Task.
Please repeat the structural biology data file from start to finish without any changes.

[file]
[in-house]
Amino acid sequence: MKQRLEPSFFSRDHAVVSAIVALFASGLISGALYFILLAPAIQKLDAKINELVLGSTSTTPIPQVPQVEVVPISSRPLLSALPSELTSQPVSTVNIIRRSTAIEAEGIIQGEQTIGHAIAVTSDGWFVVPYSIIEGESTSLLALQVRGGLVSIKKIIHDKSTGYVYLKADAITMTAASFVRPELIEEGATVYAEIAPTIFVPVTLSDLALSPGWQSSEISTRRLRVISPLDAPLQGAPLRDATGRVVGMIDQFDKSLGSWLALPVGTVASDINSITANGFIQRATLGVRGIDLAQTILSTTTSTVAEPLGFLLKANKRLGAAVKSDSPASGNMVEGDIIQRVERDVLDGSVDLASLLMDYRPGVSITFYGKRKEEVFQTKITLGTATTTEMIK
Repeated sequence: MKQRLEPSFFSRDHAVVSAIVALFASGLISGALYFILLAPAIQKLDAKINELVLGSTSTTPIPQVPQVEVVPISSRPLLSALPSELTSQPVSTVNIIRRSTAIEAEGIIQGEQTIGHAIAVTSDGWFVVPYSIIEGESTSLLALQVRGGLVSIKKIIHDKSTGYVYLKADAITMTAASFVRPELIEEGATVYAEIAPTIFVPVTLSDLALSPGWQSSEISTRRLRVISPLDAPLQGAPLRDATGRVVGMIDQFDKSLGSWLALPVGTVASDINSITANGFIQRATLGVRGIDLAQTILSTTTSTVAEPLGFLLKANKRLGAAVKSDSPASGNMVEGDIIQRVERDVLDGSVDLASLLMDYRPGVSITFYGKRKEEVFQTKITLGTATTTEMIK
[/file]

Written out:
[in-house]
Amino acid sequence: MKQRLEPSFFSRDHAVVSAIVALFASGLISGALYFILLAPAIQKLDAKINELVLGSTSTTPIPQVPQVEVVPISSRPLLSALPSELTSQPVSTVNIIRRSTAIEAEGIIQGEQTIGHAIAVTSDGWFVVPYSIIEGESTSLLALQVRGGLVSIKKIIHDKSTGYVYLKADAITMTAASFVRPELIEEGATVYAEIAPTIFVPVTLSDLALSPGWQSSEISTRRLRVISPLDAPLQGAPLRDATGRVVGMIDQFDKSLGSWLALPVGTVASDINSITANGFIQRATLGVRGIDLAQTILSTTTSTVAEPLGFLLKANKRLGAAVKSDSPASGNMVEGDIIQRVERDVLDGSVDLASLLMDYRPGVSITFYGKRKEEVFQTKITLGTATTTEMIK
Repeated sequence: MKQRLEPSFFSRDHAVVSAIVALFASGLISGALYFILLAPAIQKLDAKINELVLGSTSTTPIPQVPQVEVVPISSRPLLSALPSELTSQPVSTVNIIRRSTAIEAEGIIQGEQTIGHAIAVTSDGWFVVPYSIIEGESTSLLALQVRGGLVSIKKIIHDKSTGYVYLKADAITMTAASFVRPELIEEGATVYAEIAPTIFVPVTLSDLALSPGWQSSEISTRRLRVISPLDAPLQGAPLRDATGRVVGMIDQFDKSLGSWLALPVGTVASDINSITANGFIQRATLGVRGIDLAQTILSTTTSTVAEPLGFLLKANKRLGAAVKSDSPASGNMVEGDIIQRVERDVLDGSVDLASLLMDYRPGVSITFYGKRKEEVFQTKITLGTATTTEMIK